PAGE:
The government is facing calls to reveal legal advice on how a post-Brexit plan for Northern Ireland’s border could work.
Environment Secretary Michael Gove wants cabinet ministers to see the full details of the so-called “backstop” that would prevent a hard border.
And Northern Ireland’s DUP – which supports the government in key votes – wants it released in full.
The border is proving the main sticking point in reaching a Brexit deal.
Both sides have agreed to put in place a backstop that would only be triggered if a future trade deal is not in place by the end of 2020 – or if the deal did not ensure a frictionless border.
One option is for the whole of the UK to remain temporarily aligned to the EU’s customs union, avoiding the need for customs checks at the border.
BBC political correspondent Iain Watson said Mr Gove was concerned that legally, under this arrangement, Northern Ireland could have to continue to follow EU rules while the rest of the UK would merely mirror them.
He wants to see the full legal advice, fearing cabinet members will only see a summary before having to decide whether to back a deal with Brussels.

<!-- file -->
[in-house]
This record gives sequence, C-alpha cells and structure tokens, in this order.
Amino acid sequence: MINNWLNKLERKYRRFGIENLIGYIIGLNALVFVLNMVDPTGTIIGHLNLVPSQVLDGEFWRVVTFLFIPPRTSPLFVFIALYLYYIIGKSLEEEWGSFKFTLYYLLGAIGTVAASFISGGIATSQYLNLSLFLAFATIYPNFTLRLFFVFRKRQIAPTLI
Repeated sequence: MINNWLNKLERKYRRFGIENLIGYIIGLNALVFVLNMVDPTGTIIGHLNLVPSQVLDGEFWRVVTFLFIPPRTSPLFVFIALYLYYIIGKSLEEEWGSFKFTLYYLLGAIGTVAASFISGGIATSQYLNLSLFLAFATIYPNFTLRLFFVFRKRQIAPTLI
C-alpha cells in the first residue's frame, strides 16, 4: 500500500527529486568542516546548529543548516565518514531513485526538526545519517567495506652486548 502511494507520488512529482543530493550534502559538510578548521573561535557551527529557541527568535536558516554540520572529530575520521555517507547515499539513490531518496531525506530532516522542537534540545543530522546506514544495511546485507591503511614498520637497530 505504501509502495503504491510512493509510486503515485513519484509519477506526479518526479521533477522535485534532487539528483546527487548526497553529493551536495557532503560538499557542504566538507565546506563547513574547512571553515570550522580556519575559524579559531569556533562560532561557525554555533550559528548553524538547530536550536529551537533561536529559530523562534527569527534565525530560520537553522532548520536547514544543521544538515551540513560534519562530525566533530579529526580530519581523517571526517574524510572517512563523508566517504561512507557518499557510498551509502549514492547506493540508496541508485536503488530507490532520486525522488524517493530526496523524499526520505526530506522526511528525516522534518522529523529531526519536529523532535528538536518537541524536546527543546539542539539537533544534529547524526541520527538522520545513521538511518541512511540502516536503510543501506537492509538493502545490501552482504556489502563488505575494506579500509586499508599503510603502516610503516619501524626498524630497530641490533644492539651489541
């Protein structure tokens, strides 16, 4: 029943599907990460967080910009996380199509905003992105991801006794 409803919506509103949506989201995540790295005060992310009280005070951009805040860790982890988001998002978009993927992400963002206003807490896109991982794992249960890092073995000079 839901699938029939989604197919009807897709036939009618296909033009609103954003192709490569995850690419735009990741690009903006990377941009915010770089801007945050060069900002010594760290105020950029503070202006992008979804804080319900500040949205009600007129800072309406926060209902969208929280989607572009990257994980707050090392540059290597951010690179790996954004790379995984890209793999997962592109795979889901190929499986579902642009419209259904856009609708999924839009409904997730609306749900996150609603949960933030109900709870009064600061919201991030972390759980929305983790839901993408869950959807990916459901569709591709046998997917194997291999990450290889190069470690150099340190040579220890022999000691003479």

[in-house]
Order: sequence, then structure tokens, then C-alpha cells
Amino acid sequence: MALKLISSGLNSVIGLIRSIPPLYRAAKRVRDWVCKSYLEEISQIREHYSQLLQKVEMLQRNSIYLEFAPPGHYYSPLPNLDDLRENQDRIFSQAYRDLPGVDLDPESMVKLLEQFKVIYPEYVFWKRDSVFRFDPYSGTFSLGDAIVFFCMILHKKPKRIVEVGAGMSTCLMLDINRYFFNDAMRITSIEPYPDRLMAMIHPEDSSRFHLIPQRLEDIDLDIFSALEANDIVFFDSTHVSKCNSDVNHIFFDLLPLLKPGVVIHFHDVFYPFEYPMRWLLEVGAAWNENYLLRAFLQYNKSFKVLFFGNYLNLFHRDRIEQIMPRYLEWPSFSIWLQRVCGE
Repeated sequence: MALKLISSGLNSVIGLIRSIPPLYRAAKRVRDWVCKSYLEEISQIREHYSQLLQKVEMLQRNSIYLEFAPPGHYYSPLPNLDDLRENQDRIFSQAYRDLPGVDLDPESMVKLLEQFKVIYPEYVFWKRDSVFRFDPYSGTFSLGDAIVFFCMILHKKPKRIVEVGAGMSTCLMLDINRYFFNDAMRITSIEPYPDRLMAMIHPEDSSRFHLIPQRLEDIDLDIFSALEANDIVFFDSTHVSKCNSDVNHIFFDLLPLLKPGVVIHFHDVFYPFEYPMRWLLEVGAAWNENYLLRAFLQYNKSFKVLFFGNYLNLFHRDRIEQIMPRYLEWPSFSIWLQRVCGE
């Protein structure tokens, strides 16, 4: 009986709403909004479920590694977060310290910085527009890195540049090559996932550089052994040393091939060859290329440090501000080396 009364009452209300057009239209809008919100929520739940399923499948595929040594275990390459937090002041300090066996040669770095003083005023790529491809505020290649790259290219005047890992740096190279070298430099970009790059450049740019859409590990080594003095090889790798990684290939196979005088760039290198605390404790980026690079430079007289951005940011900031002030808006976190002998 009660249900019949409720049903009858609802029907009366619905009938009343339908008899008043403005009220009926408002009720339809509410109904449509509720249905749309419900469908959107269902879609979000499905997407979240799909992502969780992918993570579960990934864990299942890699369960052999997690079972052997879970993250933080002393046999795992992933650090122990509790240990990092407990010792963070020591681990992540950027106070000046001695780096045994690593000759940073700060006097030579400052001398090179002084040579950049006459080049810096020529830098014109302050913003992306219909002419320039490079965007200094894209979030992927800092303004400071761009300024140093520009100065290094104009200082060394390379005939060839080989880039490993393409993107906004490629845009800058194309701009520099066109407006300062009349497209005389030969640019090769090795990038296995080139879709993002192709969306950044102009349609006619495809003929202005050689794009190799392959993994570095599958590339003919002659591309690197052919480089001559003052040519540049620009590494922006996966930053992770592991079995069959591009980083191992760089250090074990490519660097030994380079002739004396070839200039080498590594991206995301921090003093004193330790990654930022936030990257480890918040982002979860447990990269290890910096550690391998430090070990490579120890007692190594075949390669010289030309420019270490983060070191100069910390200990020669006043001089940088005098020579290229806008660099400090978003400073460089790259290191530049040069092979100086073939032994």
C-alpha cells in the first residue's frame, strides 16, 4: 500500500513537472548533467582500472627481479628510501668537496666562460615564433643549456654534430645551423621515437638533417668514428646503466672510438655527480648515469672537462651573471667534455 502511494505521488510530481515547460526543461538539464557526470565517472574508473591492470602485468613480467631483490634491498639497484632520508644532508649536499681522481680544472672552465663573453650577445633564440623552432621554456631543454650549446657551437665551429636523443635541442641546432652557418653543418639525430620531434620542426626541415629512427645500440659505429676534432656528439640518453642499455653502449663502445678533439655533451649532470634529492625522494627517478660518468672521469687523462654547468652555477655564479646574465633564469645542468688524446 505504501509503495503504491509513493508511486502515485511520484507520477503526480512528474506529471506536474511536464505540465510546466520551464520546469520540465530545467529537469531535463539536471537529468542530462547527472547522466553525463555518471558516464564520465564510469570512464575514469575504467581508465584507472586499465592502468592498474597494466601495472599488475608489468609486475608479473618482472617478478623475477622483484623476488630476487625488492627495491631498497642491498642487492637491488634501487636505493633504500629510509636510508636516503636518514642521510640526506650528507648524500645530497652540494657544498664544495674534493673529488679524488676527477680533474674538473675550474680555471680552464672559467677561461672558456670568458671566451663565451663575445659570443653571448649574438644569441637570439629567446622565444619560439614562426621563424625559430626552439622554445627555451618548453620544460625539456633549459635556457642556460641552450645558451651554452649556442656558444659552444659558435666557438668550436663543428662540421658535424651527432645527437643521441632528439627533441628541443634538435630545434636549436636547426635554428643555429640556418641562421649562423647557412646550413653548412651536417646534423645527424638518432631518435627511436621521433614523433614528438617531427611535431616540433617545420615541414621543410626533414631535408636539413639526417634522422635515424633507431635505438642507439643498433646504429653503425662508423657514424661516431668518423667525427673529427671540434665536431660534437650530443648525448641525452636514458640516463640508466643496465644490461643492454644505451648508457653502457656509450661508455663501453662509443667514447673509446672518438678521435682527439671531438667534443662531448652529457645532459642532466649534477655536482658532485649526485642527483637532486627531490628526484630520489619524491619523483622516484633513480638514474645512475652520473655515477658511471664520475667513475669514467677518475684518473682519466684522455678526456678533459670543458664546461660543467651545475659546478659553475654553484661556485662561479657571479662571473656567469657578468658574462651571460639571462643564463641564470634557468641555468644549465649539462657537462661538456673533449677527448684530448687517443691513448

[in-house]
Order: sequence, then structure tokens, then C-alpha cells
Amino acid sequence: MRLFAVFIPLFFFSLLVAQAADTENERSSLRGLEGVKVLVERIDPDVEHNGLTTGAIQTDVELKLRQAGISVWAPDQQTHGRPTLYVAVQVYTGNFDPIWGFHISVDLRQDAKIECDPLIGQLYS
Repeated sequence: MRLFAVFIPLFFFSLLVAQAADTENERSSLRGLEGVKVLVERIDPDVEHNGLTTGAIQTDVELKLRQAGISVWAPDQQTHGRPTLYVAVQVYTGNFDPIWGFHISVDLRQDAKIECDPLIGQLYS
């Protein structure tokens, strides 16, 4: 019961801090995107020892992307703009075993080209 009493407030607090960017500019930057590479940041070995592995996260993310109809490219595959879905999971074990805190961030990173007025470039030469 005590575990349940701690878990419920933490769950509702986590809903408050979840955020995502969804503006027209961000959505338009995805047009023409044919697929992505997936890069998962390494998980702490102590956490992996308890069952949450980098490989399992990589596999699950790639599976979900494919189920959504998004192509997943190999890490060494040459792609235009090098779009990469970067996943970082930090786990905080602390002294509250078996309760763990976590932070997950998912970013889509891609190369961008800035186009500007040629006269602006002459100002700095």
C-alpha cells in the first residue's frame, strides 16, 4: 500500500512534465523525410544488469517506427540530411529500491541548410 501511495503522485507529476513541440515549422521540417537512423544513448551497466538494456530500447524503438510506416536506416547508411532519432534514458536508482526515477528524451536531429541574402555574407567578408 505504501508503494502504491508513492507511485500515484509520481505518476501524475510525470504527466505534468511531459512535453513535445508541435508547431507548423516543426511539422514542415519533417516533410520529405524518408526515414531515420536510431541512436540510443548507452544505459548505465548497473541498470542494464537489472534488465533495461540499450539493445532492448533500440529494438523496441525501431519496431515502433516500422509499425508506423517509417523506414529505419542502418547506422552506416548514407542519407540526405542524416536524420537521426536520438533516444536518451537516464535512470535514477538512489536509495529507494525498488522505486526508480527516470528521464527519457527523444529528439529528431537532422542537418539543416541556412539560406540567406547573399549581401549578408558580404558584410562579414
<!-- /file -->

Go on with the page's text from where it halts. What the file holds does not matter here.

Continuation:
The DUP – whose votes Theresa May relies on to win key votes in the Commons – has gone further, saying the legal advice should be released to the public.
DUP chief whip Sir Jeffrey Donaldson told BBC Radio 4’s Today programme that it was “in the public interest that we understand fully what is happening”.
“It affects the whole of the United Kingdom and therefore shouldn’t just be the DUP that sees the advice or the government,” he said.
“If the House of Commons are going to have a meaningful vote on a deal…. upon which this legal advice is very, very important the I think people are entitled to know what that legal advice is.”
Downing Street said it does not comment on legal advice.